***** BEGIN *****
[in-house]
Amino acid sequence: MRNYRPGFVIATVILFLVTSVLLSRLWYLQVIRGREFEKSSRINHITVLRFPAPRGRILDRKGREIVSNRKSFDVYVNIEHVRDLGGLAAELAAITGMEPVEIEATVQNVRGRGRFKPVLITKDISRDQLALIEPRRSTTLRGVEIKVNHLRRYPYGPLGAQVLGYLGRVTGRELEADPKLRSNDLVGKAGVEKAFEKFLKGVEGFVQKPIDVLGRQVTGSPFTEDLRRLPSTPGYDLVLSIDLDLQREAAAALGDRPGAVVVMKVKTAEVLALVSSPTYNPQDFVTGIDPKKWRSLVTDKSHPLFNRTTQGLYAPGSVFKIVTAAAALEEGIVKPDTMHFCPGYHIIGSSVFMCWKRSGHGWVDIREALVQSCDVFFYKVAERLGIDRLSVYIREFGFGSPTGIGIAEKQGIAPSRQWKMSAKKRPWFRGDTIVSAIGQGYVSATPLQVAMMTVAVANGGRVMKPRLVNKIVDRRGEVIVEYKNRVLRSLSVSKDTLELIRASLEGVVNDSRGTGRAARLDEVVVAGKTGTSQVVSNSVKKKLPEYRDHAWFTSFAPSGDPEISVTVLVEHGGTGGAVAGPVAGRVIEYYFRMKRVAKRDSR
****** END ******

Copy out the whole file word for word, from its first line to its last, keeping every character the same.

[in-house]
Amino acid sequence: MRNYRPGFVIATVILFLVTSVLLSRLWYLQVIRGREFEKSSRINHITVLRFPAPRGRILDRKGREIVSNRKSFDVYVNIEHVRDLGGLAAELAAITGMEPVEIEATVQNVRGRGRFKPVLITKDISRDQLALIEPRRSTTLRGVEIKVNHLRRYPYGPLGAQVLGYLGRVTGRELEADPKLRSNDLVGKAGVEKAFEKFLKGVEGFVQKPIDVLGRQVTGSPFTEDLRRLPSTPGYDLVLSIDLDLQREAAAALGDRPGAVVVMKVKTAEVLALVSSPTYNPQDFVTGIDPKKWRSLVTDKSHPLFNRTTQGLYAPGSVFKIVTAAAALEEGIVKPDTMHFCPGYHIIGSSVFMCWKRSGHGWVDIREALVQSCDVFFYKVAERLGIDRLSVYIREFGFGSPTGIGIAEKQGIAPSRQWKMSAKKRPWFRGDTIVSAIGQGYVSATPLQVAMMTVAVANGGRVMKPRLVNKIVDRRGEVIVEYKNRVLRSLSVSKDTLELIRASLEGVVNDSRGTGRAARLDEVVVAGKTGTSQVVSNSVKKKLPEYRDHAWFTSFAPSGDPEISVTVLVEHGGTGGAVAGPVAGRVIEYYFRMKRVAKRDSR